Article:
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Survival: How Amazing!!

Monday, January 19th, 2009 Survival: How Amazing!!

A baby girl has been born two days after her mother was declared brain dead.

The mother a former ice-skating champion collapsed from a brain haemorrhage. Doctors at Oxford’s John Radcliffe hospital kept Jayne Soliman’s heart beating until they had delivered her baby daughter Aya Jayne on Friday.

Baby Aya was born prematurely at 25 weeks by Caesarean section weighing just over 2lb.

She is now being cared for by doctors at Reading’s Royal Berkshire Hospital.

Jayne Soliman was declared brain-dead but doctors managed to keep her heart beating until they had delivered her daughter, Aya Jayne, by Caesarean section.

Mrs Soliman, 41, was only 25 weeks pregnant when she collapsed in her bedroom at home in Bracknell, Berkshire, having gone to bed complaining of a headache. She was airlifted to the John Radcliffe Hospital in Oxford, but was pronounced brain-dead hours later, on Wednesday evening. Doctors said that she had suffered a haemorrhage caused by an aggressive tumour.

Mrs Soliman was given huge doses of steroids to help the unborn child’s lungs to develop. Two days later, Aya was born, weighing less than 2 lb 2 oz (about 1kg). She was transferred to the intensive care unit at the Royal Berkshire Hospital, where she remained last night.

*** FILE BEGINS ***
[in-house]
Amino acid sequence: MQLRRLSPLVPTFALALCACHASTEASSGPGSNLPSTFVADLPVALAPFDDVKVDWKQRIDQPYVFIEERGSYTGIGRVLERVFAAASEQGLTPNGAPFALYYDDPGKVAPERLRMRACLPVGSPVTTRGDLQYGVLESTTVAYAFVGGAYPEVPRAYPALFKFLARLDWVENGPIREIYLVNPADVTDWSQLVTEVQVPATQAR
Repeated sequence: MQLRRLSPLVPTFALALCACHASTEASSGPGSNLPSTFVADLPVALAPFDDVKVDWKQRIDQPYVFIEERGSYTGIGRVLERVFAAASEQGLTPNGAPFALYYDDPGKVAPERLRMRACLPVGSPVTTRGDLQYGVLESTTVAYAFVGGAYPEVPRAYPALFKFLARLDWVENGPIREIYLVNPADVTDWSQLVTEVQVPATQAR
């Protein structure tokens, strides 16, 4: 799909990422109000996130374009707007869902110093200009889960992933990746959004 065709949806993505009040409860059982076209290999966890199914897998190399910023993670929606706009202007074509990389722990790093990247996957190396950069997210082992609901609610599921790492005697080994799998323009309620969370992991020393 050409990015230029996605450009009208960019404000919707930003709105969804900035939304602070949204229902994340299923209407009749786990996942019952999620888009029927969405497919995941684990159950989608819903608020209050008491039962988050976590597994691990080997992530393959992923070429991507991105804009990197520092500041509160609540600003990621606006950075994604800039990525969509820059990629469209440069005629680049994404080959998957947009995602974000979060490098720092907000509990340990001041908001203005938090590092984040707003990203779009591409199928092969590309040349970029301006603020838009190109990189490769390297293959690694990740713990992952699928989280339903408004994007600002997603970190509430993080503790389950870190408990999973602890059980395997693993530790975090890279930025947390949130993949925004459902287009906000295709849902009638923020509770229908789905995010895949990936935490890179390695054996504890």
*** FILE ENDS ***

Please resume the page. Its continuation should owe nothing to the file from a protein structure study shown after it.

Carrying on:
The baby’s father Mahmoud Soliman, 29, is reported to have said: “It was Jayne’s one true wish to be a mum. She would have been a great mum. In the space of 48 hours I have experienced joy at the birth of my child and endured torment over losing my wonderful wife.”

“It’s just something you can’t conceive – turning off your wife’s life-support machine and then going to see your newborn daughter.”

Mr Phillips’s wife, Lucine, 38, who was present at the delivery of Aya, said: “A midwife picked tiny Aya up and put her little face up to Jayne’s. It was just like welcoming any new baby into the world . . . but we also had to say goodbye to Jayne.”

Mr Soliman was unable to hold Aya immediately because she was in intensive care, Mrs Phillips said, but he was given a photograph of her: “I could tell from his face that he was overcome with emotion.”

Mahmoud Soliman said that his daughter had been named Aya after the Muslim word for miracle. “That is the name Jayne took when she became a Muslim and our daughter is also a miracle so I named her after her mum,” he said.

“She is so tiny, but she is a little fighter just like her mother.”

Fellow skater Abbie Baldwin, who was coached by Jayne, said: “It’s absolutely devastating. She was the happiest person you could ever wish to meet.

“None of us can wait long enough to tell Aya exactly what her mum was like.”

As Jayne Campbell, Mrs Soliman competed in numerous international skating galas during the 1980s. In 1989 she was the British professional champion as well as the No 7 in the world for professional free skating. She remained involved in the sport, moving to teach figure skating in Dubai, where she met her husband.

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